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December 1, 2013: New York Jets cornerback Dee Milliner (27) during the second half of a NFL AFC East matchup between the Miami Dolphins and the New York Jets at MetLife Stadium in East Rutherford, NJ The Dolphins defeated the Jets 23-3.
New York Jets

Dee Milliner a reminder of Jets’ NFL Draft mistakes

Rich Kane/Icon Sportswire
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Three years is usually all a head coach receives to prove he should keep his job in the NFL. That, and an additional offseason, is all the New York Jets gave cornerback Dee Milliner. New York cut the former top 10 pick on Sunday.

Milliner cleared waivers and actually landed back with the Jets, but on injured reserve, according to NJ.com. Because the team placed the cornerback on the IR before 4 pm Sunday, he will not be eligible to return, which all but ends his tenure with the Jets.

Regardless of his placement on the IR, the Jets will still pay him $4.028 million this season. It’s possible Milliner and the team could come to an injury settlement, which would make him a free agent during the season. If that doesn’t happen, the Jets will likely let Milliner walk and become a free agent next March.

With the way he’s played over the last three years, his release can’t be all that much of a surprise, but it’s certainly a disappointment nonetheless.

In 2013, the Jets had a pair of first-round selections and with the team just trading All-Pro Darrelle Revis to the Tampa Bay Buccaneers, New York was looking for his replacement. Milliner was the consensus top corner in that draft class, so the Jets selected him at No. 9.

He showed then head coach Rex Ryan enough to become a starter in his rookie season. Milliner had extreme growing pains early in 2013, but by December, he appeared to be fulfilling his potential. He started 12 games his rookie season, making 56 total tackles, deflecting 15 passes and recording three interceptions.

However, for unexplained reasons, he wasn’t the same cornerback the following season. His man coverage skills diminished, and he wasn’t the same playmaker. Injuries over the summer in 2014 could have played a huge part.

Either way, Ryan and general manager John Idzik were fired, which only made things worse for the former first-round selection. He became an afterthought last offseason, as the Jets signed veteran cornerbacks Buster Skrine and Marcus Williams, pushing Milliner down the depth chart.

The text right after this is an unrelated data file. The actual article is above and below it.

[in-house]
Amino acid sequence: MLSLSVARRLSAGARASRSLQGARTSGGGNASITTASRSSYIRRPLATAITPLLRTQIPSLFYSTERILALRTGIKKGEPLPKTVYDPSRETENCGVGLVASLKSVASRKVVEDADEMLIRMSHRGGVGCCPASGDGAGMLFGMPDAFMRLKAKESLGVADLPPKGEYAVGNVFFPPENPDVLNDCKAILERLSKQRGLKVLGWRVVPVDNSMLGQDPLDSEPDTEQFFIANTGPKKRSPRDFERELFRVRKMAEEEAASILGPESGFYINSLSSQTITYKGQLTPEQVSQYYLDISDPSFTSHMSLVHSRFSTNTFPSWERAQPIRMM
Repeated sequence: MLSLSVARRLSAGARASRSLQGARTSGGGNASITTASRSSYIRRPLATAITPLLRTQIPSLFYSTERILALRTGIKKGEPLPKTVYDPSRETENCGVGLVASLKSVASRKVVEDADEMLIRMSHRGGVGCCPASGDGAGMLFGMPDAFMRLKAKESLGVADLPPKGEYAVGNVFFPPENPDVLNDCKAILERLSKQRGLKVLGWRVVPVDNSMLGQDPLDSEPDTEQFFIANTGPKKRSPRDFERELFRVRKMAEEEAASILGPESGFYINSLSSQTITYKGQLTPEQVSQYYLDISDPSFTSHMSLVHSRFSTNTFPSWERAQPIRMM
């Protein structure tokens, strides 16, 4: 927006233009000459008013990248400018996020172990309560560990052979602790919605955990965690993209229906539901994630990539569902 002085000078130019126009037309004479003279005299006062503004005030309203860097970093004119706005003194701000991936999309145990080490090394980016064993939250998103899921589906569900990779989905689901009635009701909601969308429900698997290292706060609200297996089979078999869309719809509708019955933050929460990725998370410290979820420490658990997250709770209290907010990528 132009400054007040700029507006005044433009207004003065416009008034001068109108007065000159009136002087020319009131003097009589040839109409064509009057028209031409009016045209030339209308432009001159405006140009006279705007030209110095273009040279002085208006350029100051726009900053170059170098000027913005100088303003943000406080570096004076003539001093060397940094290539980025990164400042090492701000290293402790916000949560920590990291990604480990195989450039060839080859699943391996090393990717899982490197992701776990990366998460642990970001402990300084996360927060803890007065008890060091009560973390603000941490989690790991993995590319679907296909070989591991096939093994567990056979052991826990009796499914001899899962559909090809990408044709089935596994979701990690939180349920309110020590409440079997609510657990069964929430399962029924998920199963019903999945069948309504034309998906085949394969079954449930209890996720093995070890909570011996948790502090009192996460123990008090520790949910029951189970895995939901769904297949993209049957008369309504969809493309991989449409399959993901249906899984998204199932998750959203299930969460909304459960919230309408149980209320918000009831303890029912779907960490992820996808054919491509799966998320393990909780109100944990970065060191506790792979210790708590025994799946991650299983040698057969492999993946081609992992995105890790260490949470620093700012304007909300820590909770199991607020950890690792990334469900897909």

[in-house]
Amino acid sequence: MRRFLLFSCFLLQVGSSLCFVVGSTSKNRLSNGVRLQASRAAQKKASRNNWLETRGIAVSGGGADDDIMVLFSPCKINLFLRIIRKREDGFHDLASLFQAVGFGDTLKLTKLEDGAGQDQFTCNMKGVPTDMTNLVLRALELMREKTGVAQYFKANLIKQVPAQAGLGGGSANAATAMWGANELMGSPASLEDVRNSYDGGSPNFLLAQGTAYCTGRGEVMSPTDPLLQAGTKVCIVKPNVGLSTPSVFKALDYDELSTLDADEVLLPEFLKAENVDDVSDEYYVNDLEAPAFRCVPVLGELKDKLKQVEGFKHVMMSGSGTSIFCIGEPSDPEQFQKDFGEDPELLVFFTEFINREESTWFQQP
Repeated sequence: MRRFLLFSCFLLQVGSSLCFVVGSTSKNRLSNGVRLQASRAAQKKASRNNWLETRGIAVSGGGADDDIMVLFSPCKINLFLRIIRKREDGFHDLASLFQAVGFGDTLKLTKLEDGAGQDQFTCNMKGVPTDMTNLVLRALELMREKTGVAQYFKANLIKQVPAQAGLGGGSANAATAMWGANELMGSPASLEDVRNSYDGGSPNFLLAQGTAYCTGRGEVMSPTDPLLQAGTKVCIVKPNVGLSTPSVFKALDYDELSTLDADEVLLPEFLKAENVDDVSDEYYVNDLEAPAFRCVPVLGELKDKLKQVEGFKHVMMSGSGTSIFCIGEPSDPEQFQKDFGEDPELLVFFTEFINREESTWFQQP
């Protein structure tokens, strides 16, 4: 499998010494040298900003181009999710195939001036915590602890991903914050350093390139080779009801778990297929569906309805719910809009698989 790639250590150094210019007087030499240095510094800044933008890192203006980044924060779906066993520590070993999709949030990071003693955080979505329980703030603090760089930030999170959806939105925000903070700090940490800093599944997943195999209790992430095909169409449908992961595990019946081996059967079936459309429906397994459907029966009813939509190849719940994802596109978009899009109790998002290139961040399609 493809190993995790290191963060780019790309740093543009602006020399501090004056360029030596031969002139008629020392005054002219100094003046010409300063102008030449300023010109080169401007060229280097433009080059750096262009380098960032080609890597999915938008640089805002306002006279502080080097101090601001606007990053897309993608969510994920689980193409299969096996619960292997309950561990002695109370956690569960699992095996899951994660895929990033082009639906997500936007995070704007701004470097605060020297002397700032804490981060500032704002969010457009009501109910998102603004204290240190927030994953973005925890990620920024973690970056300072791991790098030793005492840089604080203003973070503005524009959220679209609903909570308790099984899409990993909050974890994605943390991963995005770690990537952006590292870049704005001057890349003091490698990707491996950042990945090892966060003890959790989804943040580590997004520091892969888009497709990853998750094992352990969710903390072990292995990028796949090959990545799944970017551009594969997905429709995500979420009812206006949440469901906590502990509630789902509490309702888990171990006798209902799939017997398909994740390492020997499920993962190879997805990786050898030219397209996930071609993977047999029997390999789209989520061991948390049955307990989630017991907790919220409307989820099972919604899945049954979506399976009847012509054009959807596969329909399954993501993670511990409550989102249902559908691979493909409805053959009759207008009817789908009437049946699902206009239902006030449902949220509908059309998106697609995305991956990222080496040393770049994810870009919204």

Over the last two years, Milliner has appeared in just eight games, starting only two of them. He missed 27 out of 48 games during his three years with the team due to multiple injuries.

His release was a necessary move, and general manager Mike Maccagnan, along with coach Todd Bowles, can easily point the finger and blame the previous regime — which drafted Milliner so high. That doesn’t make it any easier for a fan base to come to grips with the fact that their team missed on a top 10 pick, though.

Also Sunday, the Jets released 2014 second-round pick, tight end Jace Amaro. Injuries plagued his tenure in New York too, as he missed the entire 2015 season. But when he was on the field in 2014 and then this summer, he vastly underachieved.

Additionally, the Jets parted ways with first-round pick from 2012, defensive end Quinton Coples, back at the beginning of this offseason. That means dating back to 2012, five of the team’s 11 first and second round picks are either not on the team anymore or on the IR to begin 2016. And two of the six who are still on the active roster are backup quarterbacks, Geno Smith and Christian Hackenberg.

It’s hard to build a championship caliber team — especially one to compete with New England in the AFC East — while hitting on such a low percentage of first and second round selections. Milliner’s release over the weekend reminded us just how badly the Jets missed on that No. 9 pick.

Dee Milliner a reminder of Jets’ NFL Draft mistakes

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